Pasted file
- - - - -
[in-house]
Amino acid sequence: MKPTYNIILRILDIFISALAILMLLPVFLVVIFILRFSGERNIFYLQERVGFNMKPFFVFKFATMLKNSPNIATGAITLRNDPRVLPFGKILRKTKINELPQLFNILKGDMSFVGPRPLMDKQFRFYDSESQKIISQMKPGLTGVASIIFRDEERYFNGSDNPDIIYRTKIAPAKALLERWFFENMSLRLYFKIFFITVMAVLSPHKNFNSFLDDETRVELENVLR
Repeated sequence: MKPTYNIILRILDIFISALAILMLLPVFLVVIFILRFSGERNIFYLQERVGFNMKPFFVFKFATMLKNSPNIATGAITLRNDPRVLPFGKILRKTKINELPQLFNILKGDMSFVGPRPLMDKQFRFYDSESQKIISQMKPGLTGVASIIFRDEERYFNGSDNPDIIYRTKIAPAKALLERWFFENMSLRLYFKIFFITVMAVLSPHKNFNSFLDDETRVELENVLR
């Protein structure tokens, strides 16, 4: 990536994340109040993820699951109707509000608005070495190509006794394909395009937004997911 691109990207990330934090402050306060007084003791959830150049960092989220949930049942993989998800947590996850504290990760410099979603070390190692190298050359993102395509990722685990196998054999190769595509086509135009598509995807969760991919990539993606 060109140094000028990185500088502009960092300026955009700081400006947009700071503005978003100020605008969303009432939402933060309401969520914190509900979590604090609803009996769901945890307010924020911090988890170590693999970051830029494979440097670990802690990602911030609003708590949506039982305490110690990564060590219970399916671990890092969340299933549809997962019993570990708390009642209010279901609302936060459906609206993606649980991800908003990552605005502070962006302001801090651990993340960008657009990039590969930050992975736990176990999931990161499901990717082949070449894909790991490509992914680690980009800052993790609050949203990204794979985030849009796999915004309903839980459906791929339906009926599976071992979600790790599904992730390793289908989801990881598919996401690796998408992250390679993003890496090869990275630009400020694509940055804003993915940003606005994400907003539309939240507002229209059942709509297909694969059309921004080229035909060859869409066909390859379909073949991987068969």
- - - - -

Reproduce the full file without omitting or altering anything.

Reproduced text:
[in-house]
Amino acid sequence: MKPTYNIILRILDIFISALAILMLLPVFLVVIFILRFSGERNIFYLQERVGFNMKPFFVFKFATMLKNSPNIATGAITLRNDPRVLPFGKILRKTKINELPQLFNILKGDMSFVGPRPLMDKQFRFYDSESQKIISQMKPGLTGVASIIFRDEERYFNGSDNPDIIYRTKIAPAKALLERWFFENMSLRLYFKIFFITVMAVLSPHKNFNSFLDDETRVELENVLR
Repeated sequence: MKPTYNIILRILDIFISALAILMLLPVFLVVIFILRFSGERNIFYLQERVGFNMKPFFVFKFATMLKNSPNIATGAITLRNDPRVLPFGKILRKTKINELPQLFNILKGDMSFVGPRPLMDKQFRFYDSESQKIISQMKPGLTGVASIIFRDEERYFNGSDNPDIIYRTKIAPAKALLERWFFENMSLRLYFKIFFITVMAVLSPHKNFNSFLDDETRVELENVLR
């Protein structure tokens, strides 16, 4: 990536994340109040993820699951109707509000608005070495190509006794394909395009937004997911 691109990207990330934090402050306060007084003791959830150049960092989220949930049942993989998800947590996850504290990760410099979603070390190692190298050359993102395509990722685990196998054999190769595509086509135009598509995807969760991919990539993606 060109140094000028990185500088502009960092300026955009700081400006947009700071503005978003100020605008969303009432939402933060309401969520914190509900979590604090609803009996769901945890307010924020911090988890170590693999970051830029494979440097670990802690990602911030609003708590949506039982305490110690990564060590219970399916671990890092969340299933549809997962019993570990708390009642209010279901609302936060459906609206993606649980991800908003990552605005502070962006302001801090651990993340960008657009990039590969930050992975736990176990999931990161499901990717082949070449894909790991490509992914680690980009800052993790609050949203990204794979985030849009796999915004309903839980459906791929339906009926599976071992979600790790599904992730390793289908989801990881598919996401690796998408992250390679993003890496090869990275630009400020694509940055804003993915940003606005994400907003539309939240507002229209059942709509297909694969059309921004080229035909060859869409066909390859379909073949991987068969």